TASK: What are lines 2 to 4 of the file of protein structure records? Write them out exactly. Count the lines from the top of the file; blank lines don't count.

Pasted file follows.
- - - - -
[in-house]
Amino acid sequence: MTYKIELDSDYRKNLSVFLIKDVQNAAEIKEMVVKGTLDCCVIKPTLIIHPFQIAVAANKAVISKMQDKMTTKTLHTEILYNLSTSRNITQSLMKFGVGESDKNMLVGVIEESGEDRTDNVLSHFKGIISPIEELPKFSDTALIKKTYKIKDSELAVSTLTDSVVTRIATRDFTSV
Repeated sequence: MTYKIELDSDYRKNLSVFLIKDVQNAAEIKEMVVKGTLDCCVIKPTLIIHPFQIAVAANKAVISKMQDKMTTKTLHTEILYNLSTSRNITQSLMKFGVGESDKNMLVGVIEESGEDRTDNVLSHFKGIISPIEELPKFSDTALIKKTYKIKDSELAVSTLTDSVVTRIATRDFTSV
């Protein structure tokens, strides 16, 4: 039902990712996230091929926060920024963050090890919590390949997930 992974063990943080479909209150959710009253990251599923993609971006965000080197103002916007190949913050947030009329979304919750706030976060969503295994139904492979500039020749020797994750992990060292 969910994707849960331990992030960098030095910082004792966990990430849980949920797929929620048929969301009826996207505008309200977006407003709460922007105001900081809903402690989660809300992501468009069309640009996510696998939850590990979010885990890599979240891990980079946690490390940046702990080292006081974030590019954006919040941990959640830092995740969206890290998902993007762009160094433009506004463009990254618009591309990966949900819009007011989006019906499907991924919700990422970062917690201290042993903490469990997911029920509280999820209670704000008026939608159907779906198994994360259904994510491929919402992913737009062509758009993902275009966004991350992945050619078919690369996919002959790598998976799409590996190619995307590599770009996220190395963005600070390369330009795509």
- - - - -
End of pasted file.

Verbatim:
Amino acid sequence: MTYKIELDSDYRKNLSVFLIKDVQNAAEIKEMVVKGTLDCCVIKPTLIIHPFQIAVAANKAVISKMQDKMTTKTLHTEILYNLSTSRNITQSLMKFGVGESDKNMLVGVIEESGEDRTDNVLSHFKGIISPIEELPKFSDTALIKKTYKIKDSELAVSTLTDSVVTRIATRDFTSV
Repeated sequence: MTYKIELDSDYRKNLSVFLIKDVQNAAEIKEMVVKGTLDCCVIKPTLIIHPFQIAVAANKAVISKMQDKMTTKTLHTEILYNLSTSRNITQSLMKFGVGESDKNMLVGVIEESGEDRTDNVLSHFKGIISPIEELPKFSDTALIKKTYKIKDSELAVSTLTDSVVTRIATRDFTSV
């Protein structure tokens, strides 16, 4: 039902990712996230091929926060920024963050090890919590390949997930 992974063990943080479909209150959710009253990251599923993609971006965000080197103002916007190949913050947030009329979304919750706030976060969503295994139904492979500039020749020797994750992990060292 969910994707849960331990992030960098030095910082004792966990990430849980949920797929929620048929969301009826996207505008309200977006407003709460922007105001900081809903402690989660809300992501468009069309640009996510696998939850590990979010885990890599979240891990980079946690490390940046702990080292006081974030590019954006919040941990959640830092995740969206890290998902993007762009160094433009506004463009990254618009591309990966949900819009007011989006019906499907991924919700990422970062917690201290042993903490469990997911029920509280999820209670704000008026939608159907779906198994994360259904994510491929919402992913737009062509758009993902275009966004991350992945050619078919690369996919002959790598998976799409590996190619995307590599770009996220190395963005600070390369330009795509």